The main systems were developed rapidly in the 1980s by the major airlines. They, and other large companies such as hotel chains, have their own in-house or house systems which stock availabilities of capacity of inventory. There are other distribution services reviewed in this thread which might be more suitable for smaller businesses. Different systems may interface. Multi-access links specific market segments or regions. Mass distribution through retail stores or electronic media (Minitel) are examples of a wide field which is developing rapidly as tourism expands.
To avoid unfair or monopoly trading it is essential that the systems are neutral and objective in information provision. Governments have introduced mandatory codes of practice to ensure this.
A tourist product, i.e. the provision of services and facilities for a complete visit whether for business or leisure, is a relatively expensive ‘mass’ purchase. The manufacturers of such goods, however, will provide after-sales service to ensure satisfactory use or enjoyment. This is often lacking in tourism, partly because of the range of services and suppliers involved. The after-sales service is just as important in tourism to safeguard future business and recommendation, and by increasing satisfaction to generate repeat custom and greater length of stay. This is one of the necessary cooperative tasks in tourism, and an essential responsibility of the destination interests, the local or state tourism office. They need to research visitor behavior and recreation. Action can then be taken to improve services and deal with deficiencies.
Tourist information offices can play a key role in this task and supplement or extend their services by recorded telephone messages, radio and television programmes, and the distribution of literature in hotels and other tourism centres. ’What’s on’ reports are very important in increasing satisfaction with the visit and stimulating sales, and delivering the product to the customer.
The cost of the different techniques or media varies greatly. Advertising, especially on television, requires a large budget but is most used for the mass products (airlines, tour operators). It is, however, possible to mount very effective campaigns by smaller destinations and businesses, at modest cost using literature, public relations methods and distribution and sales networks.
The budget allocation will determine in part the selection of media. Some may be inexpensive such as public relations activities: persuading journalists and travel writers to feature the establishment or service, but in such cases there is a ‘price to pay’. The seller has no control over timing, the audience reaction or the message itself. While this can provide a useful background medium for tourist boards, or when opening up new markets, the effects are likely to be uncertain. Good news about good tourism services travels fast. The product is popular and can be of great interest. However, the reverse is true. Bad news can circulate rapidly and failures can be costly to rectify or mitigate damage in crisis reporting. The search for new markets can be expensive, but some investment is necessary as tourism movement becomes more volatile. Most businesses have a mix of clientele, where some forms of trade complement others. A hotel, for example, may have a local clientele, important for catering, a business clientele, and a tourism trade providing weekend and holiday season visitors when business travel declines.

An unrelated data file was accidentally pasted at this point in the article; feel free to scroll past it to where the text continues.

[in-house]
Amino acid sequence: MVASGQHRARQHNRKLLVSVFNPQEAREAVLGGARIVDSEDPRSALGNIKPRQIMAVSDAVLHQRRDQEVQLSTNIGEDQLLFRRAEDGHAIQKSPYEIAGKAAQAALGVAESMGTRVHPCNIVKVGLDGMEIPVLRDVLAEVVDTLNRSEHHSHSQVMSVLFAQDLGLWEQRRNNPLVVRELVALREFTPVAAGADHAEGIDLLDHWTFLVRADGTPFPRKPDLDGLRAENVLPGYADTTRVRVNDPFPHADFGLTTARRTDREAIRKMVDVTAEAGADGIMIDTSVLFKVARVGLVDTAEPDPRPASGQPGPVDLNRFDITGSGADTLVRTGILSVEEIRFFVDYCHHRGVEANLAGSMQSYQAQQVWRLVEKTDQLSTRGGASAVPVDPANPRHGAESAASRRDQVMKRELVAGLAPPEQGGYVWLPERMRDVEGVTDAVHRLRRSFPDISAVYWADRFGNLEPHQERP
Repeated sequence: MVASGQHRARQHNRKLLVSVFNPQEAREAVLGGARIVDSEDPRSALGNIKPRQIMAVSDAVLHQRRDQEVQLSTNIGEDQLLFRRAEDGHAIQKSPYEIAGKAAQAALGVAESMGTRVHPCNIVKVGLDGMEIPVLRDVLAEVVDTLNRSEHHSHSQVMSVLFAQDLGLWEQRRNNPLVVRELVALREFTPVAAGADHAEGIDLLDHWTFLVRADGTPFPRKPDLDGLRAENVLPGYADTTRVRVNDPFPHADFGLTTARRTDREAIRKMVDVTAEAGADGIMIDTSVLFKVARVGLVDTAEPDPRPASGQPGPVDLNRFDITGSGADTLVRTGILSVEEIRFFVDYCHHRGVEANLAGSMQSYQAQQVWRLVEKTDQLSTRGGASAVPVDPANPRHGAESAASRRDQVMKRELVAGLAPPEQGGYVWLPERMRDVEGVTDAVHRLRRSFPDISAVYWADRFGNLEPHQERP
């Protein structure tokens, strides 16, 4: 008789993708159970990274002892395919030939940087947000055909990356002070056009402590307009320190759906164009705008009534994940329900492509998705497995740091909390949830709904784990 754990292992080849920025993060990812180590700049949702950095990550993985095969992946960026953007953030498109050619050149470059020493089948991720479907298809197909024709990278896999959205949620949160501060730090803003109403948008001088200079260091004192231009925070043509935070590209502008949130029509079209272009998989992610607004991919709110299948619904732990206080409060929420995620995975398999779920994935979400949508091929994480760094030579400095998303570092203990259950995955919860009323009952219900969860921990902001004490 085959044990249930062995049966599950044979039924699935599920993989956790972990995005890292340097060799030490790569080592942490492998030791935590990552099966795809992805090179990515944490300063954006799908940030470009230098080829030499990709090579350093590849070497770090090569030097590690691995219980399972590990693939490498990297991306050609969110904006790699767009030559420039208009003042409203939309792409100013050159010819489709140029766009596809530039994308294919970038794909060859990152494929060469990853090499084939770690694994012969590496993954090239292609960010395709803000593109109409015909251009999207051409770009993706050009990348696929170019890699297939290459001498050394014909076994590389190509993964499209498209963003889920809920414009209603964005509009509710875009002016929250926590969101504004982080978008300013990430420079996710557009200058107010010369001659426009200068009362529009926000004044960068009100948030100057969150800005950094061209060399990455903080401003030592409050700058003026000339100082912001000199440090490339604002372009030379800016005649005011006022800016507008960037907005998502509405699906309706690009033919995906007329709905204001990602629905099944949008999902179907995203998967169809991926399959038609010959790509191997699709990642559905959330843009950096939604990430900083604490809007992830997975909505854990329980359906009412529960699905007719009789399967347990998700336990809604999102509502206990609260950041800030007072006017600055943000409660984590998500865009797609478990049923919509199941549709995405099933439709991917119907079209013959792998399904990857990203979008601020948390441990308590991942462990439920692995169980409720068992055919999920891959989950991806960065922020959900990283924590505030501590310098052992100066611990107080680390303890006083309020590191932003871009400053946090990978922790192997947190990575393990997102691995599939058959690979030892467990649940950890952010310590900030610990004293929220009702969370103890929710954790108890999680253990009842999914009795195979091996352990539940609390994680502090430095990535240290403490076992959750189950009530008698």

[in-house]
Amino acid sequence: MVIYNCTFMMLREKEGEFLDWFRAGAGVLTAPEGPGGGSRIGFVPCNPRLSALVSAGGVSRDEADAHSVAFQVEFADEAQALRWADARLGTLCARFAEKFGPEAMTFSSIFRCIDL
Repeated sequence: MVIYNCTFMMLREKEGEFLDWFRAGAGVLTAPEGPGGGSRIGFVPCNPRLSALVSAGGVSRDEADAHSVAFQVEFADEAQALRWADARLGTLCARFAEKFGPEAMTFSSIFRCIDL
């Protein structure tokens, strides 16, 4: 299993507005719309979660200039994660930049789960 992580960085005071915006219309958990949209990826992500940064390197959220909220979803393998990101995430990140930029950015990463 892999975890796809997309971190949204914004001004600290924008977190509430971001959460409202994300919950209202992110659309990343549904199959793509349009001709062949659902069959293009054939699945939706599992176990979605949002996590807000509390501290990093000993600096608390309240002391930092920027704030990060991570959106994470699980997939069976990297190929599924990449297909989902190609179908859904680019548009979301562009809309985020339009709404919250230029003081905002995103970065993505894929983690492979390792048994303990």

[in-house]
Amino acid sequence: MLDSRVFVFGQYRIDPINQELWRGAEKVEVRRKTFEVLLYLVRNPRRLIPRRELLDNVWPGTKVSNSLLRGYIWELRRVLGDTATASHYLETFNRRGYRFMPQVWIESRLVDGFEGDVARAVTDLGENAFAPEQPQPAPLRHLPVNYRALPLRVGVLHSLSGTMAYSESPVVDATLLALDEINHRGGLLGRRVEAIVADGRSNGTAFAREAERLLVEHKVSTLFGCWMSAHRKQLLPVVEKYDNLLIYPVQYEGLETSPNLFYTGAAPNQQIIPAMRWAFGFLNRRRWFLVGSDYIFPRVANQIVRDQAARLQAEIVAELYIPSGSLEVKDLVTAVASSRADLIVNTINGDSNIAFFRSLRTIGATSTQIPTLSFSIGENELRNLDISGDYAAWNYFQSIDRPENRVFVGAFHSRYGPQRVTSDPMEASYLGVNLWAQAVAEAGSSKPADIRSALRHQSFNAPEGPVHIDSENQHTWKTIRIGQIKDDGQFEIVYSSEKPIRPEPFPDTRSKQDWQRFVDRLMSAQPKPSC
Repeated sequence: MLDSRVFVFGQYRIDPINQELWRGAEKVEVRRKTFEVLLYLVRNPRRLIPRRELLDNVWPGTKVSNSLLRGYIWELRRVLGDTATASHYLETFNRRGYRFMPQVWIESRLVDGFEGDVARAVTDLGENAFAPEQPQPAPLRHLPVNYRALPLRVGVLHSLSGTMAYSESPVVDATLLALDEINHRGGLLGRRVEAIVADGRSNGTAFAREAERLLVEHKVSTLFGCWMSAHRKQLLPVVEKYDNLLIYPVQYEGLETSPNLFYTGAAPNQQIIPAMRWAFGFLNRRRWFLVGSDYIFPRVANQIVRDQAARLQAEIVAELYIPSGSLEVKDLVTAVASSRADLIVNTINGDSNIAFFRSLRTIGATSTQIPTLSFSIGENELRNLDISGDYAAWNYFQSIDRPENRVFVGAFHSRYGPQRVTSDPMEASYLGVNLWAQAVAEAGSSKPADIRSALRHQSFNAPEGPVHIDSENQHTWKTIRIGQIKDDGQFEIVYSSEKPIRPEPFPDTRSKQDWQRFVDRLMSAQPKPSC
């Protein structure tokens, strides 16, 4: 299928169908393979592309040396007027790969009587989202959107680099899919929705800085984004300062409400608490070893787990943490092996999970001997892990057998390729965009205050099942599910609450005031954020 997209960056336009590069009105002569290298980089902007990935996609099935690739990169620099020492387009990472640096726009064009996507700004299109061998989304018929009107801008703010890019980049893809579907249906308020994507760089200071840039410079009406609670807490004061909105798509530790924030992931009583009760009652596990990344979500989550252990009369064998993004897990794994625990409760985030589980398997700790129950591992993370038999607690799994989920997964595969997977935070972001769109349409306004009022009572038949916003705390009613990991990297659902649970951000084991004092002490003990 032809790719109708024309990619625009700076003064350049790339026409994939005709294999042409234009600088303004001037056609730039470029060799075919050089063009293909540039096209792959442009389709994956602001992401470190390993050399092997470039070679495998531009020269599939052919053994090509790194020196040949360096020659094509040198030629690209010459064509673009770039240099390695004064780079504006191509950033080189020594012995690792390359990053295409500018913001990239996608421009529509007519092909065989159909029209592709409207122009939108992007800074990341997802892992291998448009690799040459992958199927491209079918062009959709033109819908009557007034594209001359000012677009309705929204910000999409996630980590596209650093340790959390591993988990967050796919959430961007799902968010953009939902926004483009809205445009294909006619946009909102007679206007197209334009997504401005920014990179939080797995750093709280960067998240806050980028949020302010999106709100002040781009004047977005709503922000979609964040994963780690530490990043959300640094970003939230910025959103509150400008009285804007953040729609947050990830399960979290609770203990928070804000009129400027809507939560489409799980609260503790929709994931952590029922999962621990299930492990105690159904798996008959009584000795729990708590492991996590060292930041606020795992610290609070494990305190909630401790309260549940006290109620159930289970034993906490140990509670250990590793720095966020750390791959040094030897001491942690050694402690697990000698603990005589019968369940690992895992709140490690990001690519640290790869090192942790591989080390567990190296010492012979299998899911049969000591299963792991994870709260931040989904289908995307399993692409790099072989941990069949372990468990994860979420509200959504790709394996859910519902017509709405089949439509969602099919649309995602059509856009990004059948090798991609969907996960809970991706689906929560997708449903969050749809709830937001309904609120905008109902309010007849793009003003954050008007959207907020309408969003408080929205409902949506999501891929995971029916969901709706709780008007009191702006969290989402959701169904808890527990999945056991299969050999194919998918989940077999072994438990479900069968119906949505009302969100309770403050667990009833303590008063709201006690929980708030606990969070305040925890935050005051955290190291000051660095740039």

Budgeting marketing campaigns is never easy. Clearly the total investment
must be related to the business and revenue to be generated. A simple
rule is to estimate the cost of reaching potential clients identified and the expected response in sales. This is more practical if regular appraisals of past promotions have been carried out, so that there is some guidance from practical experience of likely response to media selected, such as replies from advertising in the local guides or in tourist board publications. This gives an estimated promotion cost per sale, important in planning promotion for new business
There will be a variety of approaches, according to destination, location, trade and business objectives. Assessment of results is essential, with continuing effort to measure performance against objectives, using market research as a basis for future market planning and related product development. The trade must remain market oriented.